The timing of mediation – before and during litigation.
The discussion about capacity and autonomy led the panel on to a discussion about the fact that, in England (and Scotland as well as it happens) in personal injury litigation involving serious injury cases, there is often little or no discussion between both parties and their legal representatives about the medical rehabilitation treatment needed by injured parties and how that should be sourced and paid for. Of course, there is the Rehabilitation Code and insurers will often offer rehabilitation through an independent provider where that provider reports back to both the claimant and defendant legal representatives. However, that is often viewed with deep suspicion by claimant solicitors.
Phil D’Netto of Plexus Law indicated that when he was instructed in these types of cases by defendant insurers, he always offered to have an early meeting with the injured party/their family/the claimant solicitors. That meeting would be to look at the issue of rehabilitation and medical treatment for the injured party; however, he observed that this offer is rarely taken up.
In response Ian Christian (Irwin Mitchell), and Ian Cohen (Simpson Millar) explained that claimant solicitors are suspicious of the motivation behind such offers. It was felt that the real reason for the defendant/insurer solicitors’ motivation was that they wanted (on behalf of the insurer client) to become involved in, and try to take control of, the actual form of the rehabilitation treatment. This included control of who provided it, what the cost of that was, and generally to try and drive the cost of treatment and thus the value of the claim down. Claimant solicitors in those circumstances preferred to keep control of client rehabilitation and where possible to source it themselves, often funded through interim damages by award of court. Claimant solicitors, in not being willing to engage were clearly seeking to look after the best interests of their clients, as they saw it, and equally Defendant solicitors the same.
Ian Christian and Ian Cohen also noted, that in clinical negligence cases involving NHS Resolution, the solicitors who represented the NHS would never engage with Claimant solicitors pre-litigation. This was particularly in relation to the question of medical rehabilitation or disclosure of relevant liability documents. This makes litigation inevitable and also caused a genuine problem with Claimant solicitors when seeking to obtain medical rehabilitation support for their clients. I raised the point that in Scotland some consideration was being given to mandatory pre-litigation mediation.
In short there often appears to be little or no trust between claimant and defendant solicitors, each doubting the genuine motivation of the other, and neither was really willing to engage in an open or collaborative way. This mindset needs to change as does the approach by both sides.
Mr Justice Hayden had listened to these exchanges with great interest. He observed in what was clearly an immediate reaction that he felt pre-litigation it should be mandatory for all parties to engage with each other to discuss the medical rehabilitation and needs of injured parties. He voiced his displeasure at the failures of claimant and defendant solicitors to do so!
Trust and Mandatory Mediation.
It is clear that there is very little trust between claimant and defendant solicitors and that by and large a joint approach to medical rehabilitation for badly injured people is unwelcome at present. This in itself is very unfortunate, particularly in claims where liability is evident and could be admitted at an early stage. The insurers have deep financial pockets, whereas claimant solicitors will often have to rely on obtaining interim damages to fund medical rehabilitation treatment, the cost of which may or may not, be recoverable as part of special damages. The cost of such rehabilitation treatment can be extremely high and a failure to recover part or all those costs can have a significant effect on the injured person’s damages. Arguably the rehabilitation needs of badly injured people may not be optimally met as a result of this stand-off.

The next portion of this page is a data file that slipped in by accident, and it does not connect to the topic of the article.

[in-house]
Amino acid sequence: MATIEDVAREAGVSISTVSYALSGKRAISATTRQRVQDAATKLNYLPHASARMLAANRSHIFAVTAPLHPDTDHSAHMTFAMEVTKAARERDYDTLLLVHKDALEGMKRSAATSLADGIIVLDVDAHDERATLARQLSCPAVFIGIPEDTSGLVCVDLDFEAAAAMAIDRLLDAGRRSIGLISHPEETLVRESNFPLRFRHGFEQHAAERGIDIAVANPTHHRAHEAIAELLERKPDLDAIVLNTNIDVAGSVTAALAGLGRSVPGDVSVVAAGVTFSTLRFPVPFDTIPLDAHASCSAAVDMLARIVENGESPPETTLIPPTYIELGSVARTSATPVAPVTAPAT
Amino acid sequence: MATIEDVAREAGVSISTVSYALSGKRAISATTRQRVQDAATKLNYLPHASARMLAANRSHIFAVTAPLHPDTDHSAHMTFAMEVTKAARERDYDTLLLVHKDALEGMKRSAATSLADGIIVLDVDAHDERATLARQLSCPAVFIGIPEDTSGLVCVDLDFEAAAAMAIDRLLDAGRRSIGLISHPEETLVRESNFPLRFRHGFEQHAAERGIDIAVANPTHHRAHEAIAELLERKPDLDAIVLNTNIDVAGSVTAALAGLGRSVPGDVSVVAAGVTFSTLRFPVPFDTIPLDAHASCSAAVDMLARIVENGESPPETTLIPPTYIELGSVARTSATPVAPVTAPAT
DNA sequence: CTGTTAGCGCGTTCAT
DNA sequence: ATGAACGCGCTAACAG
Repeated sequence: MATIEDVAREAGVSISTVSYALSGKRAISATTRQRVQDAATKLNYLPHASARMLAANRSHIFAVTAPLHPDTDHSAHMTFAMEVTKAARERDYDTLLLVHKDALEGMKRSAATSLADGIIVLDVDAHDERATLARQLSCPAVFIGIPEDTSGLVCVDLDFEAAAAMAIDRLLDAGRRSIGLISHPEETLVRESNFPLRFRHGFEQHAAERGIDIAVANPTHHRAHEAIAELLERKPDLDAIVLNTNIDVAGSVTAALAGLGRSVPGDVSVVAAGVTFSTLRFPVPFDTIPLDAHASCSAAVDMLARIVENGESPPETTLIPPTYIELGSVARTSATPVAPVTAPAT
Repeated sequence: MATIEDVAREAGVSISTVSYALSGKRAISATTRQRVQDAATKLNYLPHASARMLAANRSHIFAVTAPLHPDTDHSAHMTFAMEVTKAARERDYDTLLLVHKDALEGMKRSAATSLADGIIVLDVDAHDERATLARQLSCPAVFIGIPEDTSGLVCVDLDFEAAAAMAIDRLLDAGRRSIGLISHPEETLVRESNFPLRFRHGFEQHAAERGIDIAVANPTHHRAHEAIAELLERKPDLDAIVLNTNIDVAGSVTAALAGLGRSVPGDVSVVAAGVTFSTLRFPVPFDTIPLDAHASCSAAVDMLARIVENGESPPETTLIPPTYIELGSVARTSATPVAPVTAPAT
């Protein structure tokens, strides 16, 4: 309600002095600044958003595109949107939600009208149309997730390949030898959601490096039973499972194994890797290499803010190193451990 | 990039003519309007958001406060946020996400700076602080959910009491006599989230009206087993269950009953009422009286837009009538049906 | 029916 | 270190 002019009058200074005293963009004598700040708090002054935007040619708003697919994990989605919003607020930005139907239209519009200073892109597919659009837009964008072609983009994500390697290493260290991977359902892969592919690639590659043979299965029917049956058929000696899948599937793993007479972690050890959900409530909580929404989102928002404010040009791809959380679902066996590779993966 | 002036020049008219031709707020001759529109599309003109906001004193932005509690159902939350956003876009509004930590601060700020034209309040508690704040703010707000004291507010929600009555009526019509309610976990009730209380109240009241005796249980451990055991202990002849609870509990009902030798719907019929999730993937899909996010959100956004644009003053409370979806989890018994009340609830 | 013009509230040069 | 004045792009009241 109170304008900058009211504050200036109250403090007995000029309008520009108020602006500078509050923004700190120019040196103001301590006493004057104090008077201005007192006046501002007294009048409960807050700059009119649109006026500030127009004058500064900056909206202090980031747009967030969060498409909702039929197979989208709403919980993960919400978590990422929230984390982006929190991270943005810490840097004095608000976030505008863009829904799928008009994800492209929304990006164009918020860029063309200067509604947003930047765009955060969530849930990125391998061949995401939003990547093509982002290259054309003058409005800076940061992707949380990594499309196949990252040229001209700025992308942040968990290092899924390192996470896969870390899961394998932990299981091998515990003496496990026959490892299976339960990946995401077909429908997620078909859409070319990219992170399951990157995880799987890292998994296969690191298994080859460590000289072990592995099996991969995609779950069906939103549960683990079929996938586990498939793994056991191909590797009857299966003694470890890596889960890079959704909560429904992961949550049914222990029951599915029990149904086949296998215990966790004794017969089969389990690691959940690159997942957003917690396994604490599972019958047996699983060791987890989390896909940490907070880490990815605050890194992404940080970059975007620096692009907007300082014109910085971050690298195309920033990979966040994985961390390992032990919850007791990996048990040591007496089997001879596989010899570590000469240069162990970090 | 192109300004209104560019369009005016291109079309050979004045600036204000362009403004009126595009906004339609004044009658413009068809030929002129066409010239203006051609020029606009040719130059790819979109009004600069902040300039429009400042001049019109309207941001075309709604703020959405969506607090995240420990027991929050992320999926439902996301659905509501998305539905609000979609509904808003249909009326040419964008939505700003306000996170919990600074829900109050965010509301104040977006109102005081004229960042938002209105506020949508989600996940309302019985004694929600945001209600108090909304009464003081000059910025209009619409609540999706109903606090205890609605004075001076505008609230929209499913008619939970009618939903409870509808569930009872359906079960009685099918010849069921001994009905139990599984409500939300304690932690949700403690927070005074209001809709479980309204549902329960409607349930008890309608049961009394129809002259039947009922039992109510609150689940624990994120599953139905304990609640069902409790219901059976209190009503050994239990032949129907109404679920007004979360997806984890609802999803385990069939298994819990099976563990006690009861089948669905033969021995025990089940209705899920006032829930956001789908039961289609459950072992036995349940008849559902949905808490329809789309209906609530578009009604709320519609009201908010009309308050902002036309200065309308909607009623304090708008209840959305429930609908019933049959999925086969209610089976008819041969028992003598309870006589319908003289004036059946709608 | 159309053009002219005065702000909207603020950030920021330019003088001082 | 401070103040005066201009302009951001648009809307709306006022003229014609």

It seemed to me that the way to break this conundrum – and here Philip and I were in agreement – was to institute mandatory mediation, both pre and during litigation. In this both parties and their representatives would be brought together with the mediator (experienced in ABI and catastrophic injury cases) as an independent third party neutral, who would look to facilitate an open discussion. This would be centred on the appropriate rehabilitation treatment needed for the injured party, who was best placed to provide that and at what cost to which party. In those circumstances it would be part of the mediator’s job (it always is) to inculcate trust and empathy between parties and their legal representatives and to hopefully dissipate the mistrust about the motivations of each party which undoubtedly exists. Key decisions could be arrived at by both parties and their legal representatives, through consultation with each other in the mediation. Of course, parties will not always agree on what rehabilitation measures should be provided and when that happens, that will simply make clear where there are genuine areas of disagreement as to diagnosis and necessary treatment which will help crystallise legal issues in that regard. However, in my experience most mediations do result in agreement, even where that is only partial, and that agreement can be taken forward constructively.
Such rehabilitation mediations would take place before and during litigation, and would be the forerunners to a Settlement Mediation in the run-up to trial, where parties and the legal representatives would seek to resolve the claim. Again, in my experience, the involvement of an independent mediator can often help to bridge apparently unbridgeable gaps between parties. Mediation gives a voice to the injured party which is often missing in pre-trial meetings and this in itself can often help unlock an impasse. The injured party is more likely to buy into a settlement negotiation and agreement if they take an active part, because they will be owners of that decision. Coincidentally this is likely to reduce “buyer’s remorse” and complaints from unhappy clients after the event. In my view these Settlement Mediations should also be mandatory; of course, if parties are genuinely unable to agree, they will still have the right to go to trial, but these proposals ought to significantly cut down on the number of cases that are unnecessarily run to a hearing at significant public cost. We need a collaborative, inquisitorial justice system in these cases not an adversarial one. Mandatory mediation would go a long way to push that forwards and it would put the involvement of badly injured claimants and their rehabilitation needs front and centre!
Posted by Paul Kirkwood, Law Society of Scotland Specialist Accredited Commercial Mediator and director of www.MNCRS.co.uk – Mediation, Negotiation and Conflict Resolution Services.